If Majors fails to enforce the company’s confidentiality policy by disciplining the culprit, future occurrences of ethics violation could happen. Rena and Richard are part of the company’s management team and he should consider taking a conciliatory approach in dealing with their grievances. It is unethical for a company’s leader to mistreat or fire employees who disagree with their leadership style (Johnson 75). Majors should hold discussions with Richard and Rena to find out why they are opposed to his leadership. He should avoid acting with fear in their presence because they might disrespect him. The company’s board believes in the new CEO’s ability to run the company successfully, and so, he should not allow his juniors to belittle him. In that regard, he should work with them to turn around the company and ensure that all its divisions are profitable. It is also important for Majors to improve the morale of employees by guaranteeing them that their jobs are safe. Unless the employees feel safe and valued by the company, their productivity is going to dwindle and the company will suffer more financial losses.

What is your view are the costs and benefits to the client of supporting or encouraging their interest in socially responsible or ethical investing?

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Ethical investing has several benefits and costs that determine whether organizations adopt it or not. The benefits of ethical investing to clients include the joy of improving society and the positive compound effect of daily decisions. Clients who support ethical investing experience the positive feeling of observing the companies that they support receive positive reviews for the fair treatment of employees and environmental conservation. The emotional benefits of ethical investing are numerous and they increase the integrity of clients. Clients who encourage ethical investing are viewed as responsible and honest. The major cost of this benefit is the potential for disappointment when a company violates one of the principles of ethical investing (Paranque and Perez 54). In certain cases, a company might violate some principles in order to disguise its poor financial performance or make huge profits. On the other hand, a client might suffer high losses for supporting ethical investing that fails to bring good financial returns. Financial losses make socially responsible for investing a liability.

Another benefit of ethical investing is the compounding effect of ethical decisions on client investments. As a company makes more responsible investment decisions, its reputation grows and so does the value of clients’ investments. For example, it is highly unlikely that a company that pollutes the environment will experience an increase in the price of its shares in the future. On the contrary, the shares of a company that implements policies to lower its carbon footprint are likely to rise and generate higher earnings to shareholders (Paranque and Perez 60). Maintaining honesty and integrity is a long-term investment that increases the value and reputation of an organization. Companies that adhere to high standards of ethical investing attract many customers because of the positive reputation that their brands accrue over time. Ethical companies enjoy higher levels of customer loyalty because of their mode of investing influence people’s purchasing decisions by appealing to their morality (Krosinsky 84). In that regard, ethical investing is an indirect form of advertising that attracts more customers and promotes a company’s brand.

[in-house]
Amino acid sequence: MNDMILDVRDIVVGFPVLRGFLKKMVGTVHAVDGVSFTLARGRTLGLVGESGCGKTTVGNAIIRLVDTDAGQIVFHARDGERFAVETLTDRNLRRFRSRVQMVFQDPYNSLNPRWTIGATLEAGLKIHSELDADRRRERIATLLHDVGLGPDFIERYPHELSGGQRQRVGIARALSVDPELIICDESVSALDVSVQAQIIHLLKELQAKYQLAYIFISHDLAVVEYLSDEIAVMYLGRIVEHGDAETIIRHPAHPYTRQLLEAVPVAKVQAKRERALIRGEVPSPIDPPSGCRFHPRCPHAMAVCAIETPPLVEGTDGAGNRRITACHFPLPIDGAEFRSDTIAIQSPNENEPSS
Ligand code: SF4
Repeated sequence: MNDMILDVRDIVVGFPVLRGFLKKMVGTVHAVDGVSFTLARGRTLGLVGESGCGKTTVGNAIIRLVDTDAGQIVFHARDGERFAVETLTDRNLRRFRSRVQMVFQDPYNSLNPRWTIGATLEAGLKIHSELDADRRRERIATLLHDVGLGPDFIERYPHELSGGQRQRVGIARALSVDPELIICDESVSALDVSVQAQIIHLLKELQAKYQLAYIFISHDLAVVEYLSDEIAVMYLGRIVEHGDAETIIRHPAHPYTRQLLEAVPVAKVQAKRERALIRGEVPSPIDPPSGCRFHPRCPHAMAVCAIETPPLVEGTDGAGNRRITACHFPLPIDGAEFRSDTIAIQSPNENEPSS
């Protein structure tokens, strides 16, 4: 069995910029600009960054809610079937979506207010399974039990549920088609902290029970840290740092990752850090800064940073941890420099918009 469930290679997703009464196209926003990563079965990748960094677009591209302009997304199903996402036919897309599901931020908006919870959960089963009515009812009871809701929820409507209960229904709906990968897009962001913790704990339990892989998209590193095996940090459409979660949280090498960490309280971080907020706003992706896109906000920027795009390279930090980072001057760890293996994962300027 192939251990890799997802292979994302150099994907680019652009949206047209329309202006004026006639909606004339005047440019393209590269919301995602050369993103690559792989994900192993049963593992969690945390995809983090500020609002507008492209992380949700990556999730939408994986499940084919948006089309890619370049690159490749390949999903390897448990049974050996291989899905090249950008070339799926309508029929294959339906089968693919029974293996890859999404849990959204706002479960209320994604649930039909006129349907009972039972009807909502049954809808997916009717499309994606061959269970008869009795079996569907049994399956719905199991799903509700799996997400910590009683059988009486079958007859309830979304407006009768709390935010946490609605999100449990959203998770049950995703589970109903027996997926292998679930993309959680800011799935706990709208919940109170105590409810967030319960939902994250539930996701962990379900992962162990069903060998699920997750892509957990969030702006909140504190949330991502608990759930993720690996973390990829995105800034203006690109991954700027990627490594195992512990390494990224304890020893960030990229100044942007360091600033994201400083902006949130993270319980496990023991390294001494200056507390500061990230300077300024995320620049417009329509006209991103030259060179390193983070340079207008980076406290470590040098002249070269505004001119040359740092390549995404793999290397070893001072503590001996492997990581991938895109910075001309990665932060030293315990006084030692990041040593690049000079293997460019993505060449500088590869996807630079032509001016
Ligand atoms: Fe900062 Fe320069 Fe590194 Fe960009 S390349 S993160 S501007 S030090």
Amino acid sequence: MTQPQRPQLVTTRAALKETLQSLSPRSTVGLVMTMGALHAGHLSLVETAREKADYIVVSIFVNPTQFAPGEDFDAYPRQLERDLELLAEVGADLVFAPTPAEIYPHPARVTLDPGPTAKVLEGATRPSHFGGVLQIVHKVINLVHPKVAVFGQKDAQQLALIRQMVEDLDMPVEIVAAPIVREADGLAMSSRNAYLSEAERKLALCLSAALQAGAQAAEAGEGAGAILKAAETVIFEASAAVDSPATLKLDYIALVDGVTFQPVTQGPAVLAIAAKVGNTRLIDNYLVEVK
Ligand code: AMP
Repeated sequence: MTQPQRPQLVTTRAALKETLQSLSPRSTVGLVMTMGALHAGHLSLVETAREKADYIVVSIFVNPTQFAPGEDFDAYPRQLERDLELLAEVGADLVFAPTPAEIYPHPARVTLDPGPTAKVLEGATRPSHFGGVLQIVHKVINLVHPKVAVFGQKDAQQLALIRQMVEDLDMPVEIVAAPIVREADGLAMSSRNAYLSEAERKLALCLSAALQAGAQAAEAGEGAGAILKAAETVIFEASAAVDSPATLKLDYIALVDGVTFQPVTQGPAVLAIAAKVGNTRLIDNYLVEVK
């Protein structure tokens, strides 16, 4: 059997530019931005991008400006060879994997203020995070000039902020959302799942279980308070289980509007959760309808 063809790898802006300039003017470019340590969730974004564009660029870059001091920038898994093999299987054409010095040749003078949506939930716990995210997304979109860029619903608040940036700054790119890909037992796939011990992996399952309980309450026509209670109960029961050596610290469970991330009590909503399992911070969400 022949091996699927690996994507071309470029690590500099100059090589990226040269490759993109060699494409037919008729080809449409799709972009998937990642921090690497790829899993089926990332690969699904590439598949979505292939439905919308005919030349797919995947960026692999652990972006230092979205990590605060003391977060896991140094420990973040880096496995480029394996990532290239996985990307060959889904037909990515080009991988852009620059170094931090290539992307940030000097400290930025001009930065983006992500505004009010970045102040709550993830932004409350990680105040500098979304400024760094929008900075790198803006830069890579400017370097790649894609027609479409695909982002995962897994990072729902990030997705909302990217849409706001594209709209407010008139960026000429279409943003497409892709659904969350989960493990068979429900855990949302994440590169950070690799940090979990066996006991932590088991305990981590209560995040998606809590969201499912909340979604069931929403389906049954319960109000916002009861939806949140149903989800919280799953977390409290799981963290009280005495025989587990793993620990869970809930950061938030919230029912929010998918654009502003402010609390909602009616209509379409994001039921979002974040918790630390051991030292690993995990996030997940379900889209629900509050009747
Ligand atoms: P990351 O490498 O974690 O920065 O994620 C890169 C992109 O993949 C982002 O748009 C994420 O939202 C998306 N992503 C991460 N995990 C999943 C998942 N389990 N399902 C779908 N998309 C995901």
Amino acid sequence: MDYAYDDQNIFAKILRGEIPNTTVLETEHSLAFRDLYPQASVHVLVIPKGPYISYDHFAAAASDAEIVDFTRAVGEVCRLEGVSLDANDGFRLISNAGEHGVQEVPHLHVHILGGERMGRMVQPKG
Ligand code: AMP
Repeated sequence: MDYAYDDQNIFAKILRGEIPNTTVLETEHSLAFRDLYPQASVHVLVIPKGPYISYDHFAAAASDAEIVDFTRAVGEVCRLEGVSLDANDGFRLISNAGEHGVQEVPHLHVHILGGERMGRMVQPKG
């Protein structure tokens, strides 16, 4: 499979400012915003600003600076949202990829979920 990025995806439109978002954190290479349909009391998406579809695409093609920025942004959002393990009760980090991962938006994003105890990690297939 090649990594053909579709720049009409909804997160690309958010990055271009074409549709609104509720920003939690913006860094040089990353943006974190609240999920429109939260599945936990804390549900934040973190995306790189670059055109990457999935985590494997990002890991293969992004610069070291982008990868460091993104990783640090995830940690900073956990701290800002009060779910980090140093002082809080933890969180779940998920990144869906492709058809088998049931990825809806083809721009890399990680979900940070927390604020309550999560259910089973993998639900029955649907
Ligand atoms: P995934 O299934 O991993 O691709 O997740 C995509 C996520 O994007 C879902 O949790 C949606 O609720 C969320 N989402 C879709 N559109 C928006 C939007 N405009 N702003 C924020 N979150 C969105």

One of the costs of supporting ethical investing is the risk of foregoing high returns on investments in favor of social responsibility. Companies that engage in socially responsible investing develop certain criteria for screening investments to determine which are viable and which are not. In many cases, companies screen out investments that have high returns because of their adverse social implications. It is possible to get high returns through ethical investing. However, the process of finding the right investments is long and arduous. In such cases, clients get low returns on investments as a large portion of their resources are used in the screening process. Another cost of ethical investing is a large amount of time and money expended. Ethical investing is an active strategy that requires the allocation of time and money (Paranque and Perez 67). The extensive research conducted to collect information on viable investments takes a lot of time that could be used for other functions. Companies that focus on financial performance only spend little time on research. After finding viable investments, companies are required to monitor them closely to ensure that all their decisions are ethical. In many cases, clients are forced to sell investments that do not perform according to projections. The replacement of these investments takes more time and money. The huge amounts of time and resources allocated to ethical investing are major reasons why most companies ditch corporate social responsibility in favor of the maximization of profits.

Works Cited

Johnson, Craig E. Organization Ethics: A Practical Approach. SAGE Publications, 2015.

Krosinsky, Cary. Sustainable Investing: The Art of Long-Term Performance. Earthscan, 2012.

Paranque, Bernard, and Roland Perez. Finance Reconsidered: New Perspectives for a Responsible and Sustainable Finance. Emerald Group Publishing, 2016.

Valentine, Sean. Organizational Ethics and Stakeholder Wellbeing in the Business Environment. IAP, 2014.